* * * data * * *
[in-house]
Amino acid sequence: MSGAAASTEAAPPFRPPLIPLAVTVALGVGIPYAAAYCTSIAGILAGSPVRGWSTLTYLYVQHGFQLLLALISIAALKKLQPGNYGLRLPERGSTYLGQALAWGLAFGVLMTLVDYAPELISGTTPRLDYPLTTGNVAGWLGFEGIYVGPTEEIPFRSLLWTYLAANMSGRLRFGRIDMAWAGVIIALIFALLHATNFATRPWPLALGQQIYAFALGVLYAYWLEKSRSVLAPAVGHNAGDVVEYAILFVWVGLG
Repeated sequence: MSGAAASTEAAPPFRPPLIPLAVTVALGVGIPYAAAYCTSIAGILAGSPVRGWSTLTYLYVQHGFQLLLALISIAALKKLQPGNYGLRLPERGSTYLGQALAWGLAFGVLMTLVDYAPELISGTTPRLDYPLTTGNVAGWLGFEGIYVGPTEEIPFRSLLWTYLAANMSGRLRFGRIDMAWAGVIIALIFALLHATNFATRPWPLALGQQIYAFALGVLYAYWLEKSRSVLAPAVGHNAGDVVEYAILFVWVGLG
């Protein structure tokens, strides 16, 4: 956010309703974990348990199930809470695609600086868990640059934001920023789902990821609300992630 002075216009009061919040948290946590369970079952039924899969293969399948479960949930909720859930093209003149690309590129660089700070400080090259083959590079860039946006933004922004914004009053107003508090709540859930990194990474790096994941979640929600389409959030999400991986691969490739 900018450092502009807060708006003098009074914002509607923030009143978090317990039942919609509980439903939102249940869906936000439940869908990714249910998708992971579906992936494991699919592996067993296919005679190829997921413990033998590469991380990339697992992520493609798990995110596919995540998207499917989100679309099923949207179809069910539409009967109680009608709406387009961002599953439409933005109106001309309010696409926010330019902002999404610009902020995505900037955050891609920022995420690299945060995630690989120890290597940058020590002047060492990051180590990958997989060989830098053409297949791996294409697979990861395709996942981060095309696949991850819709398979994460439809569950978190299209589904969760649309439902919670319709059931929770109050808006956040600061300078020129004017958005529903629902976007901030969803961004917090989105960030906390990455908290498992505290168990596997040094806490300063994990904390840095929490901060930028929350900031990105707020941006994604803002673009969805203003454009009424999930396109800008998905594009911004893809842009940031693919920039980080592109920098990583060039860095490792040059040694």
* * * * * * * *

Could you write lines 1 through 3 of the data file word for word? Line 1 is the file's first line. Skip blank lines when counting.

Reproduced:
[in-house]
Amino acid sequence: MSGAAASTEAAPPFRPPLIPLAVTVALGVGIPYAAAYCTSIAGILAGSPVRGWSTLTYLYVQHGFQLLLALISIAALKKLQPGNYGLRLPERGSTYLGQALAWGLAFGVLMTLVDYAPELISGTTPRLDYPLTTGNVAGWLGFEGIYVGPTEEIPFRSLLWTYLAANMSGRLRFGRIDMAWAGVIIALIFALLHATNFATRPWPLALGQQIYAFALGVLYAYWLEKSRSVLAPAVGHNAGDVVEYAILFVWVGLG
Repeated sequence: MSGAAASTEAAPPFRPPLIPLAVTVALGVGIPYAAAYCTSIAGILAGSPVRGWSTLTYLYVQHGFQLLLALISIAALKKLQPGNYGLRLPERGSTYLGQALAWGLAFGVLMTLVDYAPELISGTTPRLDYPLTTGNVAGWLGFEGIYVGPTEEIPFRSLLWTYLAANMSGRLRFGRIDMAWAGVIIALIFALLHATNFATRPWPLALGQQIYAFALGVLYAYWLEKSRSVLAPAVGHNAGDVVEYAILFVWVGLG